“One of the most famous and gorgeous sequences in the film is when Vicky is driven to and then climbs the steps to Lermontov’s villa above the Bay of Monaco, where she learns that she will star in “The Ballet of the Red Shoes”—she figuratively and almost literally rises, as Powell writes, “from obscurity to stardom.” The film is also full of inscrutable glances and veiled expressions (often literally, by dark glasses), still waters running deep. But generally it is the way the film is shot and edited, the frequent use of tight close-ups, a particular handling of the tools of cinema technique, that creates the drama; mystery resides in the film’s form rather than by anything inherent to the dramatic content of scenes about ballet dance and ballet dancers.” (Mclean, 2008, p. 160)
The mise-en-scene for the opening credits is well thought over and fits the theme of the film. It begins with a series of garish paintings – by painter Heckroth – that portray the journey of the red shoes. The opening credits merge seamlessly into the first shot of a garrulous and excited crowd of young people who have queued up for a Lermontov ballet. When the gates to the auditorium are unbarred at last, a flood of expectant audience pounds up the stairs to the upper balcony, and in no time, aural-visual elements build an atmosphere of foreboding. As the crowd rushes by in the claustrophobic stairwell, “the camera picks out a playbill on the wall advertising the Ballet Lermontov, and as soon as we are able to tell what it is, it is violently but carelessly torn from the wall by the teeming hoard of closely packed bodies.” (Phillips, 1996, p.334) This is a symbolic exhibition of the world of show business, where the same patronizing audience can in no time turn against a production and spell its doom. The next shot is that of the graceful and gorgeous Victoria Page, her aristocratic background writ in the tiny tiara that she wears in the shape of a crown. Her socio-economic background is again visually expressed by showing her in a box-seat with her aunt. She also holds binoculars in hand as a marker of her privilege. This sort of attention to visual detail is maintained throughout the film, even when the unfolding action onscreen is rather un-dramatic.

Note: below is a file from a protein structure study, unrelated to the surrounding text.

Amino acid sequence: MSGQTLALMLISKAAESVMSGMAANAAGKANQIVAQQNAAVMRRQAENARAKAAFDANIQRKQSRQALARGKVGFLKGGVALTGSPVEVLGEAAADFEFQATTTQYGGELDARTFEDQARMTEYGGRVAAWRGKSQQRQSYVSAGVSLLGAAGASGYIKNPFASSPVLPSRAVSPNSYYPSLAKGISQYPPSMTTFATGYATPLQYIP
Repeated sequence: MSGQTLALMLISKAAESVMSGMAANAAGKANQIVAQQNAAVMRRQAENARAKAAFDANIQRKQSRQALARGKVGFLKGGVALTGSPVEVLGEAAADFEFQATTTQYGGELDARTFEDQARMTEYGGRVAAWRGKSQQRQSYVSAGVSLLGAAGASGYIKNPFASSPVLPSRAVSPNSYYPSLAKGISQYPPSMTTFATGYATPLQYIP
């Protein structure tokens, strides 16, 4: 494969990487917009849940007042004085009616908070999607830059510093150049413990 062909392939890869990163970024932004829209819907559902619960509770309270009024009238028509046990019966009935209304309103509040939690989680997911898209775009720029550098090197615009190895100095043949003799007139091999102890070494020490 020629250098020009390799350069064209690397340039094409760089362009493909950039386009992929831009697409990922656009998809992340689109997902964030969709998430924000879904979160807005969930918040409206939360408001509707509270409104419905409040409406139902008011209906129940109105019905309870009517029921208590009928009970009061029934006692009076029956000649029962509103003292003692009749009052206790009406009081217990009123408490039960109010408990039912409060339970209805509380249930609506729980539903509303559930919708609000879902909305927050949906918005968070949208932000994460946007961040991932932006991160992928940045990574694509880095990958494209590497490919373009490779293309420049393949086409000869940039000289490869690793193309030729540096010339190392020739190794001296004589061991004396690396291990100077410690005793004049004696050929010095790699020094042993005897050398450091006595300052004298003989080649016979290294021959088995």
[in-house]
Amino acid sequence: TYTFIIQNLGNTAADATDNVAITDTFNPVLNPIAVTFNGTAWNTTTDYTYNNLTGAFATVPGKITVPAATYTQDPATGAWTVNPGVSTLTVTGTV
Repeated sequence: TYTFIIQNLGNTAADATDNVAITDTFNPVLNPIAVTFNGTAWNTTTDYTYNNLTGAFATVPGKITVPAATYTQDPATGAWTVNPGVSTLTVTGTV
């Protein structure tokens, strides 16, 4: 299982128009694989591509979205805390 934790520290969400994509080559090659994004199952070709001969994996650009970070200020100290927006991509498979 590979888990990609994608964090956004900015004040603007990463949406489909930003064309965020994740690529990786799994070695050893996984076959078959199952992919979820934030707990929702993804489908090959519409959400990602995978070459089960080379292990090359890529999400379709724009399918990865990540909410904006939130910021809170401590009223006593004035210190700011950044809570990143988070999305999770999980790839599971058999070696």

The framing and editing in the scene where Vicky realizes that she has been accepted as a ballerina into Lermontov’s company is a good illustration. Just before the scene cuts from her happy and dreamy face, “we hear what seems to be a terrible scream that turns out in the next shot to be a train whistle. The physical intensity of many of the scenes in The Red Shoes is startling even now, as is their formal beauty, the way that the mise-en-scène is crafted to make mysterious the world in which these people are supposed to operate.” (Phillips, 1996, p.334) This scream of the train whistle is important, for it recurs in two other places later in the film. The second occasion is when Vicky and Julian meet late in the evening when they were staying in the same hotel. The last occasion is when Vicky fatally falls on the approaching train and commits suicide. Hence, the train whistle appears at key moments in the narrative when something most eventful happens. First it is the achievement of inclusion into Ballet Lermontov. Second is when the romance between Vicky and Julian takes shape; and finally at the moment of Vicky’s suicide. Such use of symbols and motifs not only prove the excellence in screenplay and direction but also indicate the meritorious mise-en-scene of the film.
- Andersen, H. C. (2002). Stories and Tales(H. W. Dulcken, Trans.). London: Routledge.
- Grist, L. (2012). Powell Godard Scorsese: Influence-Genealogy-Intertextuality.CineAction, 89, 28+.
- Mayer, G. (2003). Guide to British Cinema. Westport, CT: Greenwood Press.
- Mclean, A. L. (2008). Dying Swans and Madmen: Ballet, the Body, and Narrative Cinema. New Brunswick, NJ: Rutgers University Press.
- Phillips, G. (1996). British Cinema Re-Viewed. Literature/Film Quarterly, 24(3), 332+.
- Street, S. (1997). British National Cinema. London: Routledge.
- Swynnoe, J. G. (2002). The Best Years of British Film Music, 1936-1958. Rochester, NY: Boydell Press.
- Van Dyke, H. (2006, Winter). The Red Shoes: Bobby Short in the South of France. The Antioch Review, 64(1), 52+.